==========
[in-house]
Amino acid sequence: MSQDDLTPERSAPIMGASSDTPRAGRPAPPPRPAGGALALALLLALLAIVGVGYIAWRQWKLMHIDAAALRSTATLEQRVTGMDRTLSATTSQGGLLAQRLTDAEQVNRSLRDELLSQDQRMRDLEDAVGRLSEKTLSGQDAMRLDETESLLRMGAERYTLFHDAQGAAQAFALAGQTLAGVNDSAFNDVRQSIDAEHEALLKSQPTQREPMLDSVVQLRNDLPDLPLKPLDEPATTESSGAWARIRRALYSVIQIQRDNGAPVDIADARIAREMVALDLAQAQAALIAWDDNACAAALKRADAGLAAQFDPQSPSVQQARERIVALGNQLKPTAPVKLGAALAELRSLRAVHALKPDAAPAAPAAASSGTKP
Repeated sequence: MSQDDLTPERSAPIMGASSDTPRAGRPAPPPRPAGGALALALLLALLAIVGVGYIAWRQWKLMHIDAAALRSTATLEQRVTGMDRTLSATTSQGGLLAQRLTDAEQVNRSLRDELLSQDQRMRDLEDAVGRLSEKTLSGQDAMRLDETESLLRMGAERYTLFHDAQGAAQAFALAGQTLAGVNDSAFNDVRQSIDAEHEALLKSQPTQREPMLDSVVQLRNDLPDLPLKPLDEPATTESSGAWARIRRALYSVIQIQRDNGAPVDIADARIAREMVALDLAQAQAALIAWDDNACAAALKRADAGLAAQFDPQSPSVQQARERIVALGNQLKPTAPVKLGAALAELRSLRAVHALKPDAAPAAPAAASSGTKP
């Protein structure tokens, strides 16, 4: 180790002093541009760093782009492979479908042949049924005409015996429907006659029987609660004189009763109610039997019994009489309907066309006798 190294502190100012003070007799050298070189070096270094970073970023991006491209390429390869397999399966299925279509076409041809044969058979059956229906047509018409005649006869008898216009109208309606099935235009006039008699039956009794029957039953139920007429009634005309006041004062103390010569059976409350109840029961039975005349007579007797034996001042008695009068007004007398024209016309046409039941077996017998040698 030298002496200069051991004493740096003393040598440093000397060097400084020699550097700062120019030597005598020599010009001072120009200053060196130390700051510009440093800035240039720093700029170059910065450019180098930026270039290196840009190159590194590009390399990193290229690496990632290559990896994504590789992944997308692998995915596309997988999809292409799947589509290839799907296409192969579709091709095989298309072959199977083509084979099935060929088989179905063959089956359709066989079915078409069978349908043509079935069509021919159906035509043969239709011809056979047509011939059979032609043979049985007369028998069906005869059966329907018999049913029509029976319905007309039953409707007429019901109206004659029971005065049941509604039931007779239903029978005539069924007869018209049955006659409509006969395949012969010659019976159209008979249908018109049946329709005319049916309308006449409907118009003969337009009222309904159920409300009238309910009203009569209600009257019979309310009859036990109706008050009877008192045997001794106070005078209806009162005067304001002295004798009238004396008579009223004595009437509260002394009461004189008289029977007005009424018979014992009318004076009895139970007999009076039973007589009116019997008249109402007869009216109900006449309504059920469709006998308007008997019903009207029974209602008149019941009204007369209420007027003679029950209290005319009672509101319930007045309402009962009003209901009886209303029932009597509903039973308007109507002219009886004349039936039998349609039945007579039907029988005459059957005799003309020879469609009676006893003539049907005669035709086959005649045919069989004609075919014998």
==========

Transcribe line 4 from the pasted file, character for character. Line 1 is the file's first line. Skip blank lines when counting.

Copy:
């Protein structure tokens, strides 16, 4: 180790002093541009760093782009492979479908042949049924005409015996429907006659029987609660004189009763109610039997019994009489309907066309006798 190294502190100012003070007799050298070189070096270094970073970023991006491209390429390869397999399966299925279509076409041809044969058979059956229906047509018409005649006869008898216009109208309606099935235009006039008699039956009794029957039953139920007429009634005309006041004062103390010569059976409350109840029961039975005349007579007797034996001042008695009068007004007398024209016309046409039941077996017998040698 030298002496200069051991004493740096003393040598440093000397060097400084020699550097700062120019030597005598020599010009001072120009200053060196130390700051510009440093800035240039720093700029170059910065450019180098930026270039290196840009190159590194590009390399990193290229690496990632290559990896994504590789992944997308692998995915596309997988999809292409799947589509290839799907296409192969579709091709095989298309072959199977083509084979099935060929088989179905063959089956359709066989079915078409069978349908043509079935069509021919159906035509043969239709011809056979047509011939059979032609043979049985007369028998069906005869059966329907018999049913029509029976319905007309039953409707007429019901109206004659029971005065049941509604039931007779239903029978005539069924007869018209049955006659409509006969395949012969010659019976159209008979249908018109049946329709005319049916309308006449409907118009003969337009009222309904159920409300009238309910009203009569209600009257019979309310009859036990109706008050009877008192045997001794106070005078209806009162005067304001002295004798009238004396008579009223004595009437509260002394009461004189008289029977007005009424018979014992009318004076009895139970007999009076039973007589009116019997008249109402007869009216109900006449309504059920469709006998308007008997019903009207029974209602008149019941009204007369209420007027003679029950209290005319009672509101319930007045309402009962009003209901009886209303029932009597509903039973308007109507002219009886004349039936039998349609039945007579039907029988005459059957005799003309020879469609009676006893003539049907005669035709086959005649045919069989004609075919014998």